While The Linda Lindas and Castelalas represented a youth movement, there was also an art component added to our latest Save Music in Chinatown weekend. For the last several years, my friend Erik Caruso has been attending our benefit concerts for Castelar and Wendy and I have been attending the year-end art shows and noise jams that he has been organizing at Harry Wirtz Elementary in Paramount, where he teaches. This year, Erik set it up so our efforts would finally join forces.

Erik’s project entails optional contemporary art lessons and projects for fifth graders throughout the school year, capped off by an art show featuring student work and pieces by contemporary artists who participate via video or attend in person, and a noise jam with artists, many of whom are musicians, and guest players. This time around, Tim Kerr, Mike Watt, Randy Randall, Ray Barbee, Mark Waters, Hagop Najarian, and others played “Minor Threat,” and Ian MacKaye even sent a video message to Erik and the students.

For years, Erik had the artists paint murals at his school as well, but lately he has been bringing artists to other schools and Castelar was this year’s destination. It was cool getting to hang out with Erik and the artists, a lot of old friends and now some new ones. Many of the crew were able to attend the Save Music in Chinatown show and most returned to Castelar a couple of mornings later to field questions from students about the murals. That provided an occasion for one more performance by The Castelalas, and it was a thrilling revelation to see so many students having their minds blown by cool art and music. While I don’t foresee our punk rock matinees turning into kiddie shows, I hope more children in Chinatown will be open to enjoying loud music, forming bands, and getting into DIY culture in general.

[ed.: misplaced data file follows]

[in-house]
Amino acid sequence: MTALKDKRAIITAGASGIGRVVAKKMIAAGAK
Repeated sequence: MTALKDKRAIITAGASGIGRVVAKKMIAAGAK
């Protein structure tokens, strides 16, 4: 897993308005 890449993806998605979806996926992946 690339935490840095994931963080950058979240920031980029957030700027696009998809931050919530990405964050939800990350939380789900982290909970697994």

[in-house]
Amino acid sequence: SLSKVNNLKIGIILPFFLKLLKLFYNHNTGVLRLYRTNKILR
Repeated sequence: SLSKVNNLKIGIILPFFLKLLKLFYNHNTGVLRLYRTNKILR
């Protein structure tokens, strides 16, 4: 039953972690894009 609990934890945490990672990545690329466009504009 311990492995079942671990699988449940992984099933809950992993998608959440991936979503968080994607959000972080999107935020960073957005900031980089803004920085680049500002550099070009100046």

Not more than half a year ago, we thought that this could have been our last show with Eloise completing fifth grade. But it turns out Castelar will be adding a sixth grade next year. And then a seventh and eight grade after that! So unless the shows stop being fun, we’ll keep organizing them–especially since it looks like education and the arts won’t stop being underfunded any time soon. Hope to see you in the fall.

Let’s pretend we’re Marriage Material: Primo garage punk from three brothers behind RazorCake and Golden Beat